‘Interview With the Vampire’ Star Luke Brandon Field on Excavating Daniel Molloy’s Past: ‘A Visceral, Sublime Experience’

“I’m so proud of the show, but this episode is really quite special,” the actor told TheWrap

Luke Brandon Field as Young Molloy - Interview with the Vampire _ Season 2, Episode 5
Luke Brandon Field in "Interview With the Vampire" Season 2 (Larry Horricks/AMC_

In “Don’t Worry, Just Start the Tape,” Daniel Molloy finally gets his answers.

The past is always present in AMC’s “Interview With the Vampire,” though not always in the minds of its characters. The series adapts Anne Rice’s seminal vampire novel with an essential reinvention: The interview in Rice’s book already happened, in 1973 San Francisco, where it went calamitously wrong. In the series, a new interview is underway in 2022 Dubai, where the now legendary journalist Daniel Molloy interviews Louis de Pointe du Lac (Jacob Anderson) once again, determined to dig up the truth he missed the first time, including his own.

Whether in 1970s San Francisco or decades later in Dubai, Daniel is the type of character who walks into a room with enough wit, empathy and probing curiosity to scratch through the practiced veneer of immortal beings hundreds of years his senior. But since the beginning of the series, the veteran journalist has also dealt with one big question he can’t answer, thanks to a gaping hole in his memory: what happened to him all those decades ago in San Francisco?

Season 2, Episode 5 finally answers that question in searing detail when Louis and the older Molloy (Eric Bogosian) pry open the past in Armand’s (Assad Zaman) absence. What starts as a flirty intro at a 1970s San Francisco bar turns into an engaged, occasionally fraught interview. Then, suddenly, a stretched-out series of nightmares when Louis attacks, Armand intervenes, and the immortal couple has a wounding knock-down-drag-out argument decades in the making, in which Molloy becomes little more than a pawn in their desperate power play.

Eric Bogosian plays present-day Molloy, one of the series’ many inspired casting choices. The actor, author, playwright and historian known for his wide-ranging resume, from “Talk Radio” to “Law & Order: Criminal Intent,” lends the character his signature raw humanity and wry acuity — the perfect antidote to the pretense and grandeur of vampire melodrama. But that’s only half the trick of telling Molloy’s tale. Unlike Bogosian’s co-stars, who play the unaging undead, he can’t play his character in flashbacks, which means the production had to find an actor who could credibly bring Daniel’s singular qualities to life in the past.

Enter “Jojo Rabbit” and “The Flash” actor Luke Brandon Field. The British actor handles the task with a fitting blend of grace and grit, taking center stage in “Don’t Worry, Just Start the Tape.” Ahead of the revelatory episode’s debut, Field walked TheWrap through the highs and lows of Daniel’s first interview with the vampire, what it was like filming one of the most intense episodes of the series to date and what’s going through Daniel’s head during those haunting scenes with Armand.

Eric Bogosian is such a specific, distinct guy, and he’s sort of this East Coast icon in his own right. I think a lot of actors might be tempted to veer towards imitation in playing a role like this. So I’m curious, how did you approach younger Daniel so that you’re playing the guy and not the type?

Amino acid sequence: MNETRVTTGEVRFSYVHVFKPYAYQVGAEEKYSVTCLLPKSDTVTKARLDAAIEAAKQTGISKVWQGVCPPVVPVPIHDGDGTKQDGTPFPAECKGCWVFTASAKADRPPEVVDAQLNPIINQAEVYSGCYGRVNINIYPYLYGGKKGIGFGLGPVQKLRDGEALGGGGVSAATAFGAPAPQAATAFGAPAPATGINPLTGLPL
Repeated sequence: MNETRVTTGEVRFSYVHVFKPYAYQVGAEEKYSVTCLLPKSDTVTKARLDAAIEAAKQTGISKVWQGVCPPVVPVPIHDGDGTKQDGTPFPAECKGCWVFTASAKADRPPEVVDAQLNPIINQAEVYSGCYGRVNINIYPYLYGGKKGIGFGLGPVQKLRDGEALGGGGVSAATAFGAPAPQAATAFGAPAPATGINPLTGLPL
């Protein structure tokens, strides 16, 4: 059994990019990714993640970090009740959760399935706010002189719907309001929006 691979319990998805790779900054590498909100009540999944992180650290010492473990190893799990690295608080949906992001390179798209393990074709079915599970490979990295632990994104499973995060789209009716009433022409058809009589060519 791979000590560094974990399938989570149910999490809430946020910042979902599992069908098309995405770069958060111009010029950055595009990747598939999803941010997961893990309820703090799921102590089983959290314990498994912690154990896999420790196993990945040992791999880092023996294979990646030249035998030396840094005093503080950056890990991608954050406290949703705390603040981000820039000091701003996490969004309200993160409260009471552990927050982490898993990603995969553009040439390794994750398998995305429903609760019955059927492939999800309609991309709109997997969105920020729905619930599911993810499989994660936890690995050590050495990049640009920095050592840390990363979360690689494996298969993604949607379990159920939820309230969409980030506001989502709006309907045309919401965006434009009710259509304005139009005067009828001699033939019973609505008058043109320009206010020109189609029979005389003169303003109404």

LUKE BRANDON FIELD: I was well aware of Eric. I didn’t know when I first got the role, that Eric would be playing older Daniel. Then I found out and I already had seen “Talk Radio” randomly, the year before. I’d watched that, so I had an idea of Eric, I didn’t want to go too much into it, because as you say, you don’t want to do an imitation of him. Because who Eric was in the mid-70s, late-70s, early-80s is not who Eric is now. So you wanted to give the character dimension, and a gravitas and a breadth.

So really, I took elements of Eric and little machinations of him, little ticks here and there, and then also just sprinkled it with how I felt Daniel had this exuberance of youth, and vitality, and ambition and upward mobility, and kind of mix the two together. With also looking at, it was very important for me to understand, like, where Daniel was mentally in 1973. He’s a journalist. There’s a large socio-political context going on: Post-Watergate, Vietnam, he’s on the scene, he’s right in the middle of the whole counterculture. I think putting all those things together, understanding the context and the history of Daniel right then, having an idea of Eric but not overtly doing it, it allowed me to find, certainly, a voice and, certainly, a physicality and a mindset.

Also we both individually came to a very specific influence, at two very different times, which is Lou Reed. And there is elements of that. I watched a lot of interviews with Lou from the early 70s. And that also helped find this sort of aloofness, but yet joviality and excitement.

Luke Brandon Field behind the scenes as Young Molloy - Interview with the Vampire _ Season 2, Episode 5
(Larry Horricks/AMC)

This episode demands a lot from you, physically and emotionally. The highs are very high — and Daniel is very high — and the lows are very low. When I spoke with Eric, he described both Jacob and Assad as “beyond intense” in terms of how they perform. What were those days like on set? And what was it like playing those emotions and scenes with them?

FIELD: Initially, Rolin [Jones] said to us just treat it like an Off Broadway play in the 70s. Like, just go for it, feel everything. And of course, it’s very vulnerable. And it was the first thing that we shot of the season as well. I think we were all very apprehensive. We hadn’t done it in a year, we hadn’t seen each other in a year. And very quickly, the camaraderie between the three of us, that chemistry, is so powerful, and it’s so wonderful, and it’s so supportive. They’re such great actors. I mean, everyone on the show is beyond fantastic, but you have to raise your game. But because it’s at a certain level, I felt comfortable and confident yet feeling vulnerable at the same time with them. I knew that they were supporting me and I was supporting them, and you kind of just went with it.